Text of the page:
The best team won that Yankees Mariners series.  Yanks had won the championship 4 out of the last 5 years and were still rolling.  The best team always wins because winning defines “bestness”.

  6. Robby Bonfire said...

    Yankee fans are insufferable and arrogant. Short-series playoffs are a made for TV joke which prove next to nothing, by comparison with the qualitative shake-down of the regular 162-game season.

    If St. Louis had prevailed in the NLCS, we would have had TWO 88-win teams in the “World Series,” a ghoulish joke on us perpetrated by baseball’s sellout to the network’s insatiable appetite for longer sports seasons.

    The real World Series this year should have been Yankees vs. Nationals, the two best teams in baseball, over the long grind. No wonder TV ratings for the Giants and Tigers phony World Series match-up were down. You can fool the public for just so long with this three-card monte playoffs in football weather charade they are hustling us with, these days. So, yes, the Yankees deserved to be there, this year, but got shafted by the money-grubbing system.

    Bud Selig is a pox on the integrity of baseball history, what with his 10 playoff teams – going on 16 playoff teams in the near future, sell-out of the last vestige of what used to be baseball’s championship integrity.

  7. Scottso said...

    I wonder how you’ll rank other Teams:

    The Mets…There are 2 choices:
    2006: NLCS Game 7 (Endy Chavez’s catch, Yadier Molina’s HR, Carlos Beltran watching strike 3)
    2000: WS Game 1 (Benetiz blows lead in Bottom of 9th)

  8. Robby Bonfire said...

    There is no such word as “bestness.”  Just last night some caller to The Fan in New York “coined” the word: “logicalness.”  Maybe you two should meet for coffee.  lol.

  9. Scottso said...

    Michael, you are right.  1988 was worse because the chance of another win was well within the grasp of that 88 team.  After that they went bellyup for years to come. 

    Let’s do the Angels:
    While they’ve been in some tough playoff loses, none can compare to the Game 5 loss to the Red Sox in the 1986 ALCS.  Angels were up 3 games to 1 and were winning 5-2 in the ninth when Don Baylor hit a 2 run HR off Mike Witt and then Dave Henderson hit a 2 run HR off Donnie Moore to put Boston ahead.  The Angels tied it in the bottom of the ninth, but Henderson’s sac fly off Moore in the top of the 11th was the game winner.  The Sox won the next two games handily to take the series.  The Angels didn’t recover for years and Moore apparently killed himself over it.

  10. Richard Barbieri said...

    I’m surprised more Met fans aren’t “speaking up” for the last game of the 2007 season. That would probably be the one I’d write about when I get around to the Mets.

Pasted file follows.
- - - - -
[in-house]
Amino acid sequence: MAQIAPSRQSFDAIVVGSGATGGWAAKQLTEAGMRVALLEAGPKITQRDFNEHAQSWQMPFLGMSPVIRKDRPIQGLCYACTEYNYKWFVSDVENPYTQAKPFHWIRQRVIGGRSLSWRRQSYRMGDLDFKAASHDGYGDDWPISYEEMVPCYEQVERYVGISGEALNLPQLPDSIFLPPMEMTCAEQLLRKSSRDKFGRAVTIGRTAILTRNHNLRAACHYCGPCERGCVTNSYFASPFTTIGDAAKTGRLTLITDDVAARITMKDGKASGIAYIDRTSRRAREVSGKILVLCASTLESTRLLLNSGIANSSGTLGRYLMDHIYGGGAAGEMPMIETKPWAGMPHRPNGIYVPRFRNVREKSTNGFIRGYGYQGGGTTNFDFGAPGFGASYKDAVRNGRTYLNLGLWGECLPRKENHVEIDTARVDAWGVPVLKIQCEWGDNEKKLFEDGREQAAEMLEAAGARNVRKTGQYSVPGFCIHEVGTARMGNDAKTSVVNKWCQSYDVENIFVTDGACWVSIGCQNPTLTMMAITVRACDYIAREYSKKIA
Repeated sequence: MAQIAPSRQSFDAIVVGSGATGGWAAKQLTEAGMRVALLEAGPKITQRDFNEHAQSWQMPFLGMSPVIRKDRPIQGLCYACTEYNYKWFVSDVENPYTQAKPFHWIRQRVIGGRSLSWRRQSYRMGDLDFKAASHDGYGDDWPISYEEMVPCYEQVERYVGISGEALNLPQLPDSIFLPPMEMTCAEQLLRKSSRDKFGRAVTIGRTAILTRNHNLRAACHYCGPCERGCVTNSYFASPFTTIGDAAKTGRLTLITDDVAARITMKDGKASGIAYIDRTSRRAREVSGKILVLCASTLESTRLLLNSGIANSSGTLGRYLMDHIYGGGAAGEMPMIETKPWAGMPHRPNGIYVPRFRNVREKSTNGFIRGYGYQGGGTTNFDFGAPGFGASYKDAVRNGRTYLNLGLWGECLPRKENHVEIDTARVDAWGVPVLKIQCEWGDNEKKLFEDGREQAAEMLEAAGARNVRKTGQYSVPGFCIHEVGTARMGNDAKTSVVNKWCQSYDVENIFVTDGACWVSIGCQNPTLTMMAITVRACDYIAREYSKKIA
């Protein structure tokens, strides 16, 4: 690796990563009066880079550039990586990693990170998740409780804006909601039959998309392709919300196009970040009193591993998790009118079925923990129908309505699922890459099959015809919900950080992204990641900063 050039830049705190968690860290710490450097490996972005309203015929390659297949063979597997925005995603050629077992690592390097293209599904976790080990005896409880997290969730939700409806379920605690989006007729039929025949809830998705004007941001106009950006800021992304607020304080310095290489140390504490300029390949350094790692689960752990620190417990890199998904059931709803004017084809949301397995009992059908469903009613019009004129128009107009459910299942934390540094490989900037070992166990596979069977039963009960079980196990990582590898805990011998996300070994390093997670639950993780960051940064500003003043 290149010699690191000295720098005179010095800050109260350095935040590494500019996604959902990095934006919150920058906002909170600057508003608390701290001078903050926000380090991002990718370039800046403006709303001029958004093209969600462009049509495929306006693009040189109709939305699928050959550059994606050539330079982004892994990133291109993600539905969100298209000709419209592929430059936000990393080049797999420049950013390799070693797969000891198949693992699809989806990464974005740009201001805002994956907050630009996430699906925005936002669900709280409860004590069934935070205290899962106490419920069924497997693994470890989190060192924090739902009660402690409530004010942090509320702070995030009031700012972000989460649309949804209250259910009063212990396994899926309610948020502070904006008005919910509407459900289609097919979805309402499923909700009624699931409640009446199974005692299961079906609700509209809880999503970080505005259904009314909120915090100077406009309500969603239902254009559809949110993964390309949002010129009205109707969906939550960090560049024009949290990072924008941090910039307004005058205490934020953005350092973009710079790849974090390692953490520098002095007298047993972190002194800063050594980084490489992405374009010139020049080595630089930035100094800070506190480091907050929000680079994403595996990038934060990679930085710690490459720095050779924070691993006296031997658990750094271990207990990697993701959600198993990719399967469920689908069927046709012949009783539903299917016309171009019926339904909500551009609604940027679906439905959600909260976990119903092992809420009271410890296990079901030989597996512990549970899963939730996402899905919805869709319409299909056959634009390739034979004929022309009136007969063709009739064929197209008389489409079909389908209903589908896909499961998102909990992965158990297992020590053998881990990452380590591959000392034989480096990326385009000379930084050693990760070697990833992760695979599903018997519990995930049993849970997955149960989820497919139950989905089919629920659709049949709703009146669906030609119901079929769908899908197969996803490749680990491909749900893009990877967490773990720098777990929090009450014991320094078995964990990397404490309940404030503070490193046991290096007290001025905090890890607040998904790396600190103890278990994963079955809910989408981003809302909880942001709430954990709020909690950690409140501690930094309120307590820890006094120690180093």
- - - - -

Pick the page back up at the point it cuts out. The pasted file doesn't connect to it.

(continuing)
11. Scottso said...

    i don’t think the last game of 2007 was that awful for the reason that they were in a tailspin all September. 
    It was the 2006 postseason that we were hoping to avenge…but that’s ok.

  12. Robby Bonfire said...

    Toughest loss in professional sports history has to be Ralph Branca serving up the three-run homer to Bobby Thomson. It was also the greatest “upper” for fans on the right side of that epic event, as 5,000 of them were still milling around outside the ballpark at 3 a.m. the following morning, after what had been a day game.

    (Source: The book “Miracle At Coogan’s Bluff,” by Thomas Kiernan.)

  13. Michael Caragliano said...

    Those are good choices for the Mets, but Game 4 in 1988 was far worse than both of them combined. In 2006 Game 7 was a tight game with a couple of breaks here and there. Game 1 in 2000 fell more on Timo Perez forgetting how to run the bases and set the tone for the rest of the Series. Game 4 in 1988 was much, much worse; when Gooden gave up the homer to Scioscia in the ninth, it really sucked the life out of Shea and pulled the plug on the Mets dynasty-in-the-making of the mid ‘80’s.

  14. Señor Spielbergo said...

    For the Blue Jays, probably game #162 in 1987 – although watching Game 6 of the 1993 World Series is pretty damn depressing for any Jays fan old enough to remember that time. They just haven’t been the same since.

  15. Robby Bonfire said...

    Surely you jest. The Blue Jays won the 1993 WS in six games on Joe Carter’s home run off Mitch Williams. This is “depressing” for Blue Jays fans?  Get your facts straight or find a stand-up comedy venue if you are into putting people on.

Leave a Reply

Your email address will not be published. Required fields are marked *

You may use these HTML tags and attributes: <a href="" title=""> <abbr title=""> <acronym title=""> <b> <blockquote cite=""> <cite> <code> <del datetime=""> <em> <i> <q cite=""> <strike> <strong>